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Germany financed cohesion funds for decades.

That's not a bug, that's a feature. Germany has a higher per capita GDP than the recipients of those funds.

So Germany has a limited willingness to pay.

As the country with the largest internal current accounts surplus, Germany is the country that has to defend the currency union. If Germany does not want to defend the currency union, then Germany does not want a currency union. If Germany does not like being the country that has to pay to defend the currency union, Germany is free to end its mercantilist attack on its trading partners and allow German wages to rise to the level where the German foreign accounts balance.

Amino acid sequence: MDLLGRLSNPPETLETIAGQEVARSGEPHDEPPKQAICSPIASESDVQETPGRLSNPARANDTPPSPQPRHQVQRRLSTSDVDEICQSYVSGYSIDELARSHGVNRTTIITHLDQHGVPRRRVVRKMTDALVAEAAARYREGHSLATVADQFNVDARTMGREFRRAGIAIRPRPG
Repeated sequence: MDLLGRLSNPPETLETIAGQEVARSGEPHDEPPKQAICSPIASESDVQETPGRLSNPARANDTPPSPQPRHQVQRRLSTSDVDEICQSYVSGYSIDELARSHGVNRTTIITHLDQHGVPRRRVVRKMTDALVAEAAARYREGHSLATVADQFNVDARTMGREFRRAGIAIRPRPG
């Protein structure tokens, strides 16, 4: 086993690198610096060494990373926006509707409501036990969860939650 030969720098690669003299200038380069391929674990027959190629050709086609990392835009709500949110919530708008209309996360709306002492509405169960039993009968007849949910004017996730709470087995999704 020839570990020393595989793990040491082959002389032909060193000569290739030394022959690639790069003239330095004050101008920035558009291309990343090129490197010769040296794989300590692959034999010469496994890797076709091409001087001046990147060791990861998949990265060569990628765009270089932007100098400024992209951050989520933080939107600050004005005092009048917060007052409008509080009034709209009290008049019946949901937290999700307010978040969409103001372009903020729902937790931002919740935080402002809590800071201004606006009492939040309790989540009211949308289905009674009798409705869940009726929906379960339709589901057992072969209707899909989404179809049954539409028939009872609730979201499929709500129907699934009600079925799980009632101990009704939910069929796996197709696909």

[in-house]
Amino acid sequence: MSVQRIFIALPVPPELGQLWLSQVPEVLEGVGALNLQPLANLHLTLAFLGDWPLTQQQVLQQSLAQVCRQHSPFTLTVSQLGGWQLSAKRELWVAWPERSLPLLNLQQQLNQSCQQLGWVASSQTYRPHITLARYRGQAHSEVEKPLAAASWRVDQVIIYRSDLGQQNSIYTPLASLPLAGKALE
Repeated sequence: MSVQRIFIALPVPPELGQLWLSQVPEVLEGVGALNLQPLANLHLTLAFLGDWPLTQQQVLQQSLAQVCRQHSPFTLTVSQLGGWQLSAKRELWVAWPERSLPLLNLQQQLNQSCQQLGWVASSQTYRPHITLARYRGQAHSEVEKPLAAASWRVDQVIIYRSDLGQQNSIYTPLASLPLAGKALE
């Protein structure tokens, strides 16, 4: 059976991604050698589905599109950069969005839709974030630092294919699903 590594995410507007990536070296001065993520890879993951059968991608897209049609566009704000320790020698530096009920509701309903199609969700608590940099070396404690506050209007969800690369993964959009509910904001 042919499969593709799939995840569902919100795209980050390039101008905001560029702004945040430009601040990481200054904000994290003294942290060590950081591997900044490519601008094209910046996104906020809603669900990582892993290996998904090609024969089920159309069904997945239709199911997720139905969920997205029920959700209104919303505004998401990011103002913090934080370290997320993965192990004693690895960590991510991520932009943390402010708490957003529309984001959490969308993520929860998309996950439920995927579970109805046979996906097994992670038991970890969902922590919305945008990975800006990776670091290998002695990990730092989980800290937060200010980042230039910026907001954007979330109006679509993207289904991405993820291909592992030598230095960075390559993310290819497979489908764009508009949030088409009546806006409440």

Do you really expect a country to risk going broke for the European project assuming unlimited liability?

As the country with the largest internal current accounts surplus in the Eurozone, Germany cannot go broke from any conceivable solution to the Eurocrisis. So that question is totally irrelevant.

- Jake

Friends come and go. Enemies accumulate.

by JakeS (JangoSierra 'at' gmail 'dot' com) on Sun Nov 27th, 2011 at 12:08:12 PM EST
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